What Happens to a Dog Who Eats Table Scraps?

Dogs who get to eat a few table scraps at dinner always appear a little more cheerful because they got some of that delicious smelling food, but are you sure what they’re eating is safe? Understanding what happens to dogs who eat table scraps is a good way to take better care of your pet because you’ll know the consequences and what to avoid.

A Begging Dog is Not a Good Dog

One thing to note about what happens to a dog who eats table scraps is an understanding that begging elicits a positive response from you in the form of food.

Feeding your dog from the table isn’t a good practice to start, mainly because dog’s stomachs are much different from ours, and the foods we eat often don’t sit well. It’s also worth mentioning that if you have a smaller dog, eating a large amount of table scraps can have a negative impact on his weight because it’s much more food than his stomach can handle. Smaller stomachs mean one or two french fries for a dog is the same as a large order of french fries for you, so keep that in mind the next time you consider sharing your meal.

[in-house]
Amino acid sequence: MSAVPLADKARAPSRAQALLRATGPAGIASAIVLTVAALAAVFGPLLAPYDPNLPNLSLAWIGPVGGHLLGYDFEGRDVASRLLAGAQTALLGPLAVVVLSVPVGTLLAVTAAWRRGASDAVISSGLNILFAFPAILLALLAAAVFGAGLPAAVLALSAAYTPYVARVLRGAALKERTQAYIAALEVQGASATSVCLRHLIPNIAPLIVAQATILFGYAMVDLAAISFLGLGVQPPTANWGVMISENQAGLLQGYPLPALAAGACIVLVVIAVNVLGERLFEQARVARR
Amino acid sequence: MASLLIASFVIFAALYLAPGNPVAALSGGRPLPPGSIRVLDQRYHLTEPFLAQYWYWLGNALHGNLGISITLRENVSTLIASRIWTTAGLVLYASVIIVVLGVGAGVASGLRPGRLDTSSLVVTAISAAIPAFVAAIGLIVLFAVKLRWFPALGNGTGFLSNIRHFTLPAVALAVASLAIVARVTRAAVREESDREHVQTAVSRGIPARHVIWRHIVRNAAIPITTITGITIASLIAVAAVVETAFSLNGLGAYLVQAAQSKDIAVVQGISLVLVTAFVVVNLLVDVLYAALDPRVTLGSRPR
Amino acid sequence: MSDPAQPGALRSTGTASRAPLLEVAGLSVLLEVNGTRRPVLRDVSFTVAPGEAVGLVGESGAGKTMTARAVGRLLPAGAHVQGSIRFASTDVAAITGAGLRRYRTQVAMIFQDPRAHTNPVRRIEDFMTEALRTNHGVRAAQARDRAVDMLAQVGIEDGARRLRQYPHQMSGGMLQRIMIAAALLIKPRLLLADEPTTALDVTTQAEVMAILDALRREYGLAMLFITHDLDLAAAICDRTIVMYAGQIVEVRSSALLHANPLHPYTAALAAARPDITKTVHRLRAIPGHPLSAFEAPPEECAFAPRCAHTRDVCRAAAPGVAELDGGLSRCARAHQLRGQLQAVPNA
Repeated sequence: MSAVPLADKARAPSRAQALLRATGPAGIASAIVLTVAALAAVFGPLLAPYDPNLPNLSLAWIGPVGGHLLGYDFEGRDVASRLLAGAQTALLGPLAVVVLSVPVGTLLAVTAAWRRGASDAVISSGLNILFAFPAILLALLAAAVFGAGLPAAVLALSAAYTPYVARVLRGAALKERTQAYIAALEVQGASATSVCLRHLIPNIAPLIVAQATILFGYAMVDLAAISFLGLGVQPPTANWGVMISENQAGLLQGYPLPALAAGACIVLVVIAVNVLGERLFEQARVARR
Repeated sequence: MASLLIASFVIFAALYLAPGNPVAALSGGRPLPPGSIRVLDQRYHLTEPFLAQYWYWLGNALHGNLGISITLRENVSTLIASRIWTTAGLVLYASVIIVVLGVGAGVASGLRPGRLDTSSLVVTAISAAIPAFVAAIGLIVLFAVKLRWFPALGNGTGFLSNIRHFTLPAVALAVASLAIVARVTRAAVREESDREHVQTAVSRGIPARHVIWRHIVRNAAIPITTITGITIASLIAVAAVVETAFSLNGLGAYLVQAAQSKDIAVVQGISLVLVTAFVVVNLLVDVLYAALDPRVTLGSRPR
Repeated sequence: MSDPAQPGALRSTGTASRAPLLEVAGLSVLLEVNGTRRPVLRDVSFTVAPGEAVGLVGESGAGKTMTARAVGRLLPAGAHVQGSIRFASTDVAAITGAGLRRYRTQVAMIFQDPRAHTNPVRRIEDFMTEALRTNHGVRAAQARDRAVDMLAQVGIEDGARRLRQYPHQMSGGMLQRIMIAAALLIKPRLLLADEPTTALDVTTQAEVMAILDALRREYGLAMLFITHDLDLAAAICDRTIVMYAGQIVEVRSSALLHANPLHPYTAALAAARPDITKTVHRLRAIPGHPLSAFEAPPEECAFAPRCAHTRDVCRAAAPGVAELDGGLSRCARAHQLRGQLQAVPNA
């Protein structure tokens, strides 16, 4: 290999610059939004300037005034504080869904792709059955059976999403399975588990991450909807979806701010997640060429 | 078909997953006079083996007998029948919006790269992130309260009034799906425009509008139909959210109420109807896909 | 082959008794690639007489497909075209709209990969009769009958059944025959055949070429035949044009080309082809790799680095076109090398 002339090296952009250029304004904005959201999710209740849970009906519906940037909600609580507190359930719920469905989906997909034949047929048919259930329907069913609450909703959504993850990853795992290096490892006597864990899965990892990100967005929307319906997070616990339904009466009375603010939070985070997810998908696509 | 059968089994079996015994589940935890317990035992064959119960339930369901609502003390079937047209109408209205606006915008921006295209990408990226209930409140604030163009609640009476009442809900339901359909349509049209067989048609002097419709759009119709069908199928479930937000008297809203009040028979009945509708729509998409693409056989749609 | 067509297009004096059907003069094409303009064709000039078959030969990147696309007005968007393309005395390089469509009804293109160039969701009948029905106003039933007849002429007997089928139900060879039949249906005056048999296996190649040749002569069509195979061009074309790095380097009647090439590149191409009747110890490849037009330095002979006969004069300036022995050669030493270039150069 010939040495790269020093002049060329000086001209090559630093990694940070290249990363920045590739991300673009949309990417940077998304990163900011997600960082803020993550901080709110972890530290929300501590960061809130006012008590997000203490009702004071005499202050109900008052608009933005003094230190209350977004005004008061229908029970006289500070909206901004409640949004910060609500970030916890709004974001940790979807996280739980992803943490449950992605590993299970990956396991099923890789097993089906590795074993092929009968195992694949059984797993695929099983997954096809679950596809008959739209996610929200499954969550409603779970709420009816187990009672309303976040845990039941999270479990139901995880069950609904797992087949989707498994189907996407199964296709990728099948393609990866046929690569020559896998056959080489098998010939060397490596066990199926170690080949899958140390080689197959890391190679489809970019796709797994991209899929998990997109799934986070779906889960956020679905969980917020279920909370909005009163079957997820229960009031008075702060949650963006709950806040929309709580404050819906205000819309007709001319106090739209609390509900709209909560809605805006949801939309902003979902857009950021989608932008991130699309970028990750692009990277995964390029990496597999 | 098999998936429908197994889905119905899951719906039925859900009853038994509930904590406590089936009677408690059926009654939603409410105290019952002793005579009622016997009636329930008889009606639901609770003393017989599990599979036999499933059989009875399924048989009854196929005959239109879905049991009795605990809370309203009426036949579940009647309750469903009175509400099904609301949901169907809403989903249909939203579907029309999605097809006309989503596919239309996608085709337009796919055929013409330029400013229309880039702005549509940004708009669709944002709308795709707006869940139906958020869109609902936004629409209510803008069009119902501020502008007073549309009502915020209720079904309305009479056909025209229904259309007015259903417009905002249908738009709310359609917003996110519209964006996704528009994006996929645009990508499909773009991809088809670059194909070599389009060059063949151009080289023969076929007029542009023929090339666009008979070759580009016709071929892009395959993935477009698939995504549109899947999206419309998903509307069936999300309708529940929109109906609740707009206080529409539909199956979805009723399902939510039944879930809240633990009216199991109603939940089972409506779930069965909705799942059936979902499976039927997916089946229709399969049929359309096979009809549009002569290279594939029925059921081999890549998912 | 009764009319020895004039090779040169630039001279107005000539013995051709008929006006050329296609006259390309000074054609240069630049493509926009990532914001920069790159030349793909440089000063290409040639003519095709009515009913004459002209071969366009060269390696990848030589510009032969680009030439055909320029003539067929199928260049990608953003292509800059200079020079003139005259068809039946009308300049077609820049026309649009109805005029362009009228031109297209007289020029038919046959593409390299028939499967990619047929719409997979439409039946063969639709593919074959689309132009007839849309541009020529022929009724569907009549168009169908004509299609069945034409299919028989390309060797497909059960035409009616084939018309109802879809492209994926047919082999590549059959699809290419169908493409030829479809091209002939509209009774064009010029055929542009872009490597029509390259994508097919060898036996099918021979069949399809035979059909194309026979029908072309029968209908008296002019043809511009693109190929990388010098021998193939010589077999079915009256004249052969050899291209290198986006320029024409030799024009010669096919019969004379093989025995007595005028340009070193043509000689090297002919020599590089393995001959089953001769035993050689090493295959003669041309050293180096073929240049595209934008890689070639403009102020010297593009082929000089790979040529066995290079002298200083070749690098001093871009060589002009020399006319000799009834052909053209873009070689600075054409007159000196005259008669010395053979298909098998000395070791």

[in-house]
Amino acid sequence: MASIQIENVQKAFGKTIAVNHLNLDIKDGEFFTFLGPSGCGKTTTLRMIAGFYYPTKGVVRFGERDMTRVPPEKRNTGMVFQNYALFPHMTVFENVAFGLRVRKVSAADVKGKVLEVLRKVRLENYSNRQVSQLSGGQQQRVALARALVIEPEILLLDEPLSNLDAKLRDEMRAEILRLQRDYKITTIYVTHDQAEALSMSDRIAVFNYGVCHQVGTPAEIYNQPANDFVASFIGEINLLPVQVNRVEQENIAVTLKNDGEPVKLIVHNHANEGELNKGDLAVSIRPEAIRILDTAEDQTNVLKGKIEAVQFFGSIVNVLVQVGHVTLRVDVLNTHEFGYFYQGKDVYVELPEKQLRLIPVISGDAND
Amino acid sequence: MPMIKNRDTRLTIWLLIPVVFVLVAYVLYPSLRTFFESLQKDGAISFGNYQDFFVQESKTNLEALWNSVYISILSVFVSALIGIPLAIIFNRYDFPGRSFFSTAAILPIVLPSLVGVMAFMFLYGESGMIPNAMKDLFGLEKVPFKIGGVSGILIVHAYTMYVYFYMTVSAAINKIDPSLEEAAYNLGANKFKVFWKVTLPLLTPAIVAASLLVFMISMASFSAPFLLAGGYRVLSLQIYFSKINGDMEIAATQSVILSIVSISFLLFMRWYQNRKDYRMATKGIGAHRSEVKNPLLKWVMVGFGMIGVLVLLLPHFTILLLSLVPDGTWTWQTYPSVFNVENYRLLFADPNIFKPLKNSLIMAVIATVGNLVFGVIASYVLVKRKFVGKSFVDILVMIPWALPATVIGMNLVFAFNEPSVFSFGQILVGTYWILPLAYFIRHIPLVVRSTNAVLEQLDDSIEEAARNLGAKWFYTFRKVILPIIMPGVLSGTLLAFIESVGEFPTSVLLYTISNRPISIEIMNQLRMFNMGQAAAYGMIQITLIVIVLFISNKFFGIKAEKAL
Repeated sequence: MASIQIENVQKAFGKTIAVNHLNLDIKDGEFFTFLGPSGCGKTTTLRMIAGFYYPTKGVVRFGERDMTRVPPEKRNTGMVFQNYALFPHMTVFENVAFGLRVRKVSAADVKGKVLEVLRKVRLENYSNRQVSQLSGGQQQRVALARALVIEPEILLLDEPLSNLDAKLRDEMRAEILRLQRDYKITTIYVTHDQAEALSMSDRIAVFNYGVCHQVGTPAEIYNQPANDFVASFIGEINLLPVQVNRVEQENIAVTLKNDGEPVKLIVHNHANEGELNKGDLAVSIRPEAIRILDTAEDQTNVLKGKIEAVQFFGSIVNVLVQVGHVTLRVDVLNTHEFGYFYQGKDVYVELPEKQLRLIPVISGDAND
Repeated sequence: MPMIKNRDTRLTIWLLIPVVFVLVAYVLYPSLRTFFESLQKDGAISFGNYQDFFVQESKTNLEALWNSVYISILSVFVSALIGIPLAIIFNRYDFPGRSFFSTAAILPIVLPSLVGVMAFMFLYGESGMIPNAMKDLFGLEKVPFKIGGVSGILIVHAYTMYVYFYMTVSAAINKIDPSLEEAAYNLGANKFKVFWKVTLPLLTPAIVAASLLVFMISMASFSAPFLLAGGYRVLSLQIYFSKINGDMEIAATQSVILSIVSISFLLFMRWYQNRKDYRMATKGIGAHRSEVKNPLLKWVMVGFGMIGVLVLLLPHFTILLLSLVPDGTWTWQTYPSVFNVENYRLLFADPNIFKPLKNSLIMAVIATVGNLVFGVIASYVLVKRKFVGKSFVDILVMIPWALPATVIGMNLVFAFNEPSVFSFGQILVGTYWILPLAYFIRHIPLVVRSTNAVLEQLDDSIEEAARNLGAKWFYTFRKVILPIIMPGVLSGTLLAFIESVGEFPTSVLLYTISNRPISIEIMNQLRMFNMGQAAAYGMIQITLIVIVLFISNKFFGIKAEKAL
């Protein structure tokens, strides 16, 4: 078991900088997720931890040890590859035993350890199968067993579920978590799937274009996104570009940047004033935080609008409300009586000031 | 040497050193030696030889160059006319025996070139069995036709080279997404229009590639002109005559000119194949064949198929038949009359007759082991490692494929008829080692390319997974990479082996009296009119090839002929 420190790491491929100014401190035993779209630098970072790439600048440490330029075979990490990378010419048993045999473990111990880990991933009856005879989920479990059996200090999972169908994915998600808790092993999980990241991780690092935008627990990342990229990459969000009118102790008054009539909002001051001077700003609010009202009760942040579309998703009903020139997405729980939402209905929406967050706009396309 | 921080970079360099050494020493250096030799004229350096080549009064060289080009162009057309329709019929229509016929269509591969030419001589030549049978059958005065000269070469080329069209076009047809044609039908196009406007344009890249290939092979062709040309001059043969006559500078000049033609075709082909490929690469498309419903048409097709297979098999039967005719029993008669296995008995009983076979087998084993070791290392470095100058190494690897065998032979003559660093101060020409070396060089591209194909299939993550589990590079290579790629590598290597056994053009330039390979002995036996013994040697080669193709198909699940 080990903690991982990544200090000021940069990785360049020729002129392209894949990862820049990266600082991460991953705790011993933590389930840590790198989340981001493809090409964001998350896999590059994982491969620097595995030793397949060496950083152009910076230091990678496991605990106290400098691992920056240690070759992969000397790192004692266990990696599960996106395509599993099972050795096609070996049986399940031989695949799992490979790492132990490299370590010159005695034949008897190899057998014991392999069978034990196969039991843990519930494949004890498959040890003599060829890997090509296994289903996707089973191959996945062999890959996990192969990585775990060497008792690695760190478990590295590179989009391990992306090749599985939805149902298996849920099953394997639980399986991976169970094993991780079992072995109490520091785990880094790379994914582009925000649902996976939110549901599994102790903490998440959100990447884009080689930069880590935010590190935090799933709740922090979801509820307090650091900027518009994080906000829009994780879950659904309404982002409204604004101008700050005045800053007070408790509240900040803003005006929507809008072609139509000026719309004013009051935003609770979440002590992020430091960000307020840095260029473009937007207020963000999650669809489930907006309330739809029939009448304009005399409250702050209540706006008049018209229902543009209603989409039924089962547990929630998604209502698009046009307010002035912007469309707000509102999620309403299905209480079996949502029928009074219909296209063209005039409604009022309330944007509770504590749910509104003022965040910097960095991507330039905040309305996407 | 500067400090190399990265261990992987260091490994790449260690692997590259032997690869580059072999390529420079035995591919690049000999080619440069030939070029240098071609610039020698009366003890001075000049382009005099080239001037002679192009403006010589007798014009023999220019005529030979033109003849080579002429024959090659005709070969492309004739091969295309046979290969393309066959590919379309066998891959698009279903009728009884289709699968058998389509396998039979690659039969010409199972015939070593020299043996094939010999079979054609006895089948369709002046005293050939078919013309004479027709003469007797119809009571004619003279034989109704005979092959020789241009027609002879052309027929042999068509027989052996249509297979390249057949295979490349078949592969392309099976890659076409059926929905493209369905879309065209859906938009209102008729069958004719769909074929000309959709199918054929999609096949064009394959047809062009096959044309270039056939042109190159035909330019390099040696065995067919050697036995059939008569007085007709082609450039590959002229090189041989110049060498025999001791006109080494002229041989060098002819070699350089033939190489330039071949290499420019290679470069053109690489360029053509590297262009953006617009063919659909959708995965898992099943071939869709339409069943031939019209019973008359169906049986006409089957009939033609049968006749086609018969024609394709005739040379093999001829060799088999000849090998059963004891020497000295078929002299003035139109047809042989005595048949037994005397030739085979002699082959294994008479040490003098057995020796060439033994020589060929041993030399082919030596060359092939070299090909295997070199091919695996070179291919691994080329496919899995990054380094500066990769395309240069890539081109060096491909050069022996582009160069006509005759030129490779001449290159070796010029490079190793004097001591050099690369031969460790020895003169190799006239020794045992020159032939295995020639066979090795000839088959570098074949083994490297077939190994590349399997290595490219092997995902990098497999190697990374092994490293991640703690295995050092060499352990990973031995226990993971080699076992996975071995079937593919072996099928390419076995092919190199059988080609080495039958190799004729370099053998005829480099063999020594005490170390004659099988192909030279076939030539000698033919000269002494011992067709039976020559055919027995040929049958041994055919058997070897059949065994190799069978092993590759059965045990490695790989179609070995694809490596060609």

Encouraging your dog to beg to get his way is a foundation for further problems later in life. Don’t let your dog become comfortable with sitting under the table waiting for a treat because getting him to stop can be very difficult. That type of behavior can also be annoying and disruptive if you have guests over.

The biggest thing that can happen to a dog who eats table scraps is a serious health issue. Certain foods can be poisonous or even lethal to dogs, and if you’re not paying attention you might not know what he ate and how much.

Knowing the Consequences of What Happens to a Dog Who Eats Table Scraps

Don’t fill your dog’s bowl with table scraps. While it may thrill your pooch to have a bowl full of leftovers, most are too fatty for an animal’s digestive system and can do more harm than good. It can even occasionally trigger a possibly fatal pancreatic inflammation, so the risk is much higher than the reward of your dog wagging his tail.

One of the most obvious foods to avoid is chocolate. The caffeine and theobromine in cacao is toxic to animals, because their bodies can’t break it down like ours can. You shouldn’t give your dog chocolate in any form, especially dark chocolate, which has a much higher concentration of cacao. The risk with chocolate ingestion depends on the size of your dog, the smaller he is, the more toxic a little bit of chocolate will be. In some cases, a single ounce of chocolate can be deadly.